The stock market finished the week on a down note on Friday, with major benchmarks giving up around 1%. Investors weren't sure how to react to bond yields that continue to rise toward the 3% mark on the 10-year Treasury, and some pointed to the approaching midterm 2018 elections as driving uncertainty on Wall Street. Losses were somewhat larger on the Nasdaq, with major tech companies poised to announce their earnings results next week. Yet even amid doubt and gloom, some stocks managed to pick up ground. Cleveland-Cliffs (CLF 0.89%), Limelight Networks (EGIO -1.18%), and TransUnion (TRU 0.49%) were among the best performers on the day. Here's why they did so well.

Cleveland-Cliffs digs out of its hole

Shares of Cleveland-Cliffs gained 7.5% after the iron-ore producer reported its first-quarter financial results. The company's raw numbers were pretty ugly, with revenue falling by nearly half and net losses roughly tripling from year-ago levels. Yet the contraction is part of the iron ore company's strategy of ceasing mining activity in the Asia-Pacific region, concentrating instead on its core North American market. Surprisingly enough in what has seemed like a tough winter, CEO Lourenco Goncalves pointed to an earlier-than-normal melting of the Great Lakes in helping to accelerate shipments to Cleveland-Cliffs' customers. With tax reform and potential tariffs helping both the company and its steel-industry clients, today's numbers could be just the beginning of a bigger turnaround for Cleveland-Cliffs.

Open-pit mine with switchbacked road leading down into the active mining area.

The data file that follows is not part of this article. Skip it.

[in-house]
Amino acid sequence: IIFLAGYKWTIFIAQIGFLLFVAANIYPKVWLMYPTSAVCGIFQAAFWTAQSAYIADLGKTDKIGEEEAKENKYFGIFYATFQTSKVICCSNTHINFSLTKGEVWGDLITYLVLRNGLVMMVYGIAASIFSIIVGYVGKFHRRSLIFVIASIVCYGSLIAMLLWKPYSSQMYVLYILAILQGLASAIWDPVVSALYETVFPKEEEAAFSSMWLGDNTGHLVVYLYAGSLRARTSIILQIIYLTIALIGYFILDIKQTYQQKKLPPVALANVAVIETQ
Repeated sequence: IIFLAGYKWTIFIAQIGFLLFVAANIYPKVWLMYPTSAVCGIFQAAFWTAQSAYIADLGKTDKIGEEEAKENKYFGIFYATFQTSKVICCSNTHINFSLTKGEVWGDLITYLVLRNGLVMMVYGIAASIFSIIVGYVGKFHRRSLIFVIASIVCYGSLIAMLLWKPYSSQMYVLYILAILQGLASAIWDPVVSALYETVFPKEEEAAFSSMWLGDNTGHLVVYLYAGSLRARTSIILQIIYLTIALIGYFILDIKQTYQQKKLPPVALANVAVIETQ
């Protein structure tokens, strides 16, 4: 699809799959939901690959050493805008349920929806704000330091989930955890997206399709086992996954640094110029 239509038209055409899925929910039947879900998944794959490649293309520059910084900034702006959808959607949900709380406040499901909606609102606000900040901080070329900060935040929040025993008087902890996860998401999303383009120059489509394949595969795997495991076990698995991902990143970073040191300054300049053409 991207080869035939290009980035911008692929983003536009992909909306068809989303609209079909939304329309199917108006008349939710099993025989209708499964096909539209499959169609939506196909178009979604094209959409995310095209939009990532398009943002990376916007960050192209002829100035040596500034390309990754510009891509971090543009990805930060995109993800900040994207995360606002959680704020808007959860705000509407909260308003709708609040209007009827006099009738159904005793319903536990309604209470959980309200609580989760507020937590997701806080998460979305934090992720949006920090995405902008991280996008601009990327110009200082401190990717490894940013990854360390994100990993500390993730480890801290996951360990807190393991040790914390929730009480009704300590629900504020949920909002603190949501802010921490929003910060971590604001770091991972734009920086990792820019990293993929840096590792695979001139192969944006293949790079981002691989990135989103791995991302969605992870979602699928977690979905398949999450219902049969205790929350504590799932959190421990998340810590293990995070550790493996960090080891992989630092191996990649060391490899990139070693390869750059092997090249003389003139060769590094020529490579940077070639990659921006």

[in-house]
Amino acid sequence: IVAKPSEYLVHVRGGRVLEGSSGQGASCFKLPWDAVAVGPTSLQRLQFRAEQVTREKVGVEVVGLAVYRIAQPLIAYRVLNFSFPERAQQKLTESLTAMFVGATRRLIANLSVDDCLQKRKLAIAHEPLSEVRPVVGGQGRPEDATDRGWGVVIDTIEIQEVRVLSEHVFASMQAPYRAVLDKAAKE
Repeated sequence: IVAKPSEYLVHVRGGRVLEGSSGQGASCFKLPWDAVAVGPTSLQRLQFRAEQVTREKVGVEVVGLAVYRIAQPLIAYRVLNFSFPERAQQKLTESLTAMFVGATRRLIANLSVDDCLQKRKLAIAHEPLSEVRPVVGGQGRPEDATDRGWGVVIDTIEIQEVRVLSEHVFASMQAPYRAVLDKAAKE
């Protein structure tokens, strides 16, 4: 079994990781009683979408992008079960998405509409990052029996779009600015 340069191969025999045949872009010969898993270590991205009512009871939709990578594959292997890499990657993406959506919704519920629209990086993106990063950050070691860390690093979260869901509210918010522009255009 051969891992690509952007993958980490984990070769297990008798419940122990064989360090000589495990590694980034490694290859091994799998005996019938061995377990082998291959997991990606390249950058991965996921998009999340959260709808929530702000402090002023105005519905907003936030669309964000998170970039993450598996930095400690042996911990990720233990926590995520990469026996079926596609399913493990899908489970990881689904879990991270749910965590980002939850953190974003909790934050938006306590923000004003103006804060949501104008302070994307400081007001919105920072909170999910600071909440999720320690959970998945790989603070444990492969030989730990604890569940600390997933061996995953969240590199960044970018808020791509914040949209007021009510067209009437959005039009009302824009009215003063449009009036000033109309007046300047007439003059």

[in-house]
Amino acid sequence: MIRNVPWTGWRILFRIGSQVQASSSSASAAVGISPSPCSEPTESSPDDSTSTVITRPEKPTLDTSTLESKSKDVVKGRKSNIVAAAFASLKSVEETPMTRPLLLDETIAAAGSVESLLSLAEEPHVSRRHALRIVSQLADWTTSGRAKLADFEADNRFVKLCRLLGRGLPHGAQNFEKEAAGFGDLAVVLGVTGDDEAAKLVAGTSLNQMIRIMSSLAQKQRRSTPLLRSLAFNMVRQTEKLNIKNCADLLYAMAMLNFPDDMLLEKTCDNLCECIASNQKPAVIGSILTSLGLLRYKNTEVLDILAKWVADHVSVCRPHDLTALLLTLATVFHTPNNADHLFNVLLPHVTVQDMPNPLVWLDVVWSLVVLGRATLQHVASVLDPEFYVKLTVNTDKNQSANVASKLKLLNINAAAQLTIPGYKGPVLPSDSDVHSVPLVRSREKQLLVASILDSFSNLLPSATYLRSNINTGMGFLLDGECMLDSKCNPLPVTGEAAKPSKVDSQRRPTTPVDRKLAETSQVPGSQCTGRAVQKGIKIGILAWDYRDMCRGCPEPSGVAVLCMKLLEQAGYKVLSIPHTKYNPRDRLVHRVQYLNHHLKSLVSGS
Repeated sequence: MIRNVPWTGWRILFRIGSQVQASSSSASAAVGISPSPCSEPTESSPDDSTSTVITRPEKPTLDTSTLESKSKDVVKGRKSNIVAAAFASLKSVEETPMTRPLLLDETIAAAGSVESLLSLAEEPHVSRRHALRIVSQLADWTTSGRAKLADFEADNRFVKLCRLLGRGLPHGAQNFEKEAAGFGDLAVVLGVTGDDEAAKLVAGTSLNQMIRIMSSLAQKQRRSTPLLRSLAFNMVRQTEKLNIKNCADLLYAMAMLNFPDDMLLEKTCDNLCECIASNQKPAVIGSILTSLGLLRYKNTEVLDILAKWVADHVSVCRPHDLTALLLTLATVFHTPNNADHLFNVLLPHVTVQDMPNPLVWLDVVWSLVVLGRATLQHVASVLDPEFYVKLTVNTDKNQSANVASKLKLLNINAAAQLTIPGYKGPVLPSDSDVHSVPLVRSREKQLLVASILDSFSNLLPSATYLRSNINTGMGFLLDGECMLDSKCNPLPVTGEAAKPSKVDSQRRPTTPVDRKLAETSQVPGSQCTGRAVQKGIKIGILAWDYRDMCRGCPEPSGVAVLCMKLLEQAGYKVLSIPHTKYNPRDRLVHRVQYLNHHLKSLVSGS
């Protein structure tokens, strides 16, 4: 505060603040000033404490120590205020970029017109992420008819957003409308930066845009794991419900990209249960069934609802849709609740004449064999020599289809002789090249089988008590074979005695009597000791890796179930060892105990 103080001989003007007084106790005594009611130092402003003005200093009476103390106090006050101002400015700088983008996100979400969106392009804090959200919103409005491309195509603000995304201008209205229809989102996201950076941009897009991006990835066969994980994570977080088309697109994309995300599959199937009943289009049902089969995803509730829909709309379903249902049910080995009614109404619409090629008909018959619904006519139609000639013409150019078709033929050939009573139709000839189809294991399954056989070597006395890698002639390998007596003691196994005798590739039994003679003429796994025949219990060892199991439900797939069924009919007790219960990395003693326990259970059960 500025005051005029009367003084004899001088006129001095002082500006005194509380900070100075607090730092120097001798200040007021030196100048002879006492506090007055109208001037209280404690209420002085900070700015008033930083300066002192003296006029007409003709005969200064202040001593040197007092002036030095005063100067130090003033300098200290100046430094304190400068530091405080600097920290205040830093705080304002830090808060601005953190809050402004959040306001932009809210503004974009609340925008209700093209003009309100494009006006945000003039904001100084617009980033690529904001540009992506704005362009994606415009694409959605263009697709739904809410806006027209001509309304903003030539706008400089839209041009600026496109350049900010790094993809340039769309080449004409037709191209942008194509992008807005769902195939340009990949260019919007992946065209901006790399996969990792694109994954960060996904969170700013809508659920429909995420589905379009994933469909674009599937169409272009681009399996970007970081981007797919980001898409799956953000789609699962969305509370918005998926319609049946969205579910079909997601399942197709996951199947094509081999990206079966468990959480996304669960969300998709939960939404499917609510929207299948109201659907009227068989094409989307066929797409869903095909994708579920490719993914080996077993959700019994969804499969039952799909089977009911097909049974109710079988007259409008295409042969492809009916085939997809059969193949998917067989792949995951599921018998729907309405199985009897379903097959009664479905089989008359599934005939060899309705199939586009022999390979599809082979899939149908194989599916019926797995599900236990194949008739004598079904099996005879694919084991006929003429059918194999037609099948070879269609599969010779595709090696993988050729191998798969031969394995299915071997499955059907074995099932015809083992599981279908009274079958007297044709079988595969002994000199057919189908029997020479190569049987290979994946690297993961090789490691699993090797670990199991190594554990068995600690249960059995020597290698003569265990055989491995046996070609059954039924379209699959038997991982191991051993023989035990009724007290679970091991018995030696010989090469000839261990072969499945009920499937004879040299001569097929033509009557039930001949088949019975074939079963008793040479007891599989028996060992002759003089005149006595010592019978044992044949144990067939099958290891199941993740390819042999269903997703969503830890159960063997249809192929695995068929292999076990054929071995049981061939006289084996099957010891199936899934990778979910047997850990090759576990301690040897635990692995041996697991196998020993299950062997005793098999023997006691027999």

Image source: Cleveland-Cliffs.

Limelight shines

Limelight Networks stock jumped 21.5% in the wake of the company's financial report for the first quarter. The company reported record levels of revenue, as double-digit sales growth and extremely high gross margin figures helped Limelight produce a net profit after a sizable loss in the year-ago quarter. The settlement of key litigation with Akamai Technologies was helpful in allowing the networking specialist to put a long dispute behind it, and Limelight now expects better sales and earnings growth for the full 2018 year than it previously did. With new efforts to emphasize quality services, Limelight is putting itself in a good position for future success.

TransUnion makes a deal

Finally, shares of TransUnion gained 10%. In addition to issuing a solid first-quarter financial report, the credit reporting bureau said that it had entered into an agreement to buy U.K. consumer credit bureau Callcredit Information Group in a transaction that values the company at $1.4 billion. The move will help bolster TransUnion's international presence, with CEO Jim Peck characterizing the deal as offering "strong synergies across our business models and solutions." Callcredit is the second-largest credit bureau in the U.K., and so TransUnion's move is a big step toward making the combined company a transatlantic powerhouse in the global credit industry.